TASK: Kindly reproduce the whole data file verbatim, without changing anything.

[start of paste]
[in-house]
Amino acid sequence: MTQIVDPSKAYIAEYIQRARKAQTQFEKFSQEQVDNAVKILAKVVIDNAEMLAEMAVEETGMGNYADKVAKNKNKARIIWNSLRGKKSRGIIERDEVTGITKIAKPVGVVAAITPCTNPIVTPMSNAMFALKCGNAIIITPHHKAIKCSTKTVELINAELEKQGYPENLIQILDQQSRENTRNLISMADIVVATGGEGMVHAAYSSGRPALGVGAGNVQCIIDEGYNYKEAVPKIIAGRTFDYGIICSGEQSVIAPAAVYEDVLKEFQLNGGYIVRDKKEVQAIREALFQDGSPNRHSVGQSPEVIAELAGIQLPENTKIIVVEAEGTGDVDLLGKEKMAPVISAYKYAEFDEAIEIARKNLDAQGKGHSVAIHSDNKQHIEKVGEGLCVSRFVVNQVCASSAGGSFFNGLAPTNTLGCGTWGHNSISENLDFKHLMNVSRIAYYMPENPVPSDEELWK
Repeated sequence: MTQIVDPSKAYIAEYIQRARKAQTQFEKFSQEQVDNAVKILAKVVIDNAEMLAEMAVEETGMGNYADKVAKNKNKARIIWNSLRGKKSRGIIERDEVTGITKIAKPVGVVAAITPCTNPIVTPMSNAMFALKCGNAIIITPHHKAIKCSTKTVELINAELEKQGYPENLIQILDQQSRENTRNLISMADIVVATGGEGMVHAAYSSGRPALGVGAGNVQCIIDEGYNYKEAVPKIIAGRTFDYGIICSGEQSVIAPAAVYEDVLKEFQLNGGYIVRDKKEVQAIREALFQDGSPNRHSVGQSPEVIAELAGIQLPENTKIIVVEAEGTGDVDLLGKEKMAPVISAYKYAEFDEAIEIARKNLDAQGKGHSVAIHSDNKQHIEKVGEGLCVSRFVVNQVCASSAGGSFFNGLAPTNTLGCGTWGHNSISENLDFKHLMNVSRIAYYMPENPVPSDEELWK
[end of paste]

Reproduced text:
[in-house]
Amino acid sequence: MTQIVDPSKAYIAEYIQRARKAQTQFEKFSQEQVDNAVKILAKVVIDNAEMLAEMAVEETGMGNYADKVAKNKNKARIIWNSLRGKKSRGIIERDEVTGITKIAKPVGVVAAITPCTNPIVTPMSNAMFALKCGNAIIITPHHKAIKCSTKTVELINAELEKQGYPENLIQILDQQSRENTRNLISMADIVVATGGEGMVHAAYSSGRPALGVGAGNVQCIIDEGYNYKEAVPKIIAGRTFDYGIICSGEQSVIAPAAVYEDVLKEFQLNGGYIVRDKKEVQAIREALFQDGSPNRHSVGQSPEVIAELAGIQLPENTKIIVVEAEGTGDVDLLGKEKMAPVISAYKYAEFDEAIEIARKNLDAQGKGHSVAIHSDNKQHIEKVGEGLCVSRFVVNQVCASSAGGSFFNGLAPTNTLGCGTWGHNSISENLDFKHLMNVSRIAYYMPENPVPSDEELWK
Repeated sequence: MTQIVDPSKAYIAEYIQRARKAQTQFEKFSQEQVDNAVKILAKVVIDNAEMLAEMAVEETGMGNYADKVAKNKNKARIIWNSLRGKKSRGIIERDEVTGITKIAKPVGVVAAITPCTNPIVTPMSNAMFALKCGNAIIITPHHKAIKCSTKTVELINAELEKQGYPENLIQILDQQSRENTRNLISMADIVVATGGEGMVHAAYSSGRPALGVGAGNVQCIIDEGYNYKEAVPKIIAGRTFDYGIICSGEQSVIAPAAVYEDVLKEFQLNGGYIVRDKKEVQAIREALFQDGSPNRHSVGQSPEVIAELAGIQLPENTKIIVVEAEGTGDVDLLGKEKMAPVISAYKYAEFDEAIEIARKNLDAQGKGHSVAIHSDNKQHIEKVGEGLCVSRFVVNQVCASSAGGSFFNGLAPTNTLGCGTWGHNSISENLDFKHLMNVSRIAYYMPENPVPSDEELWK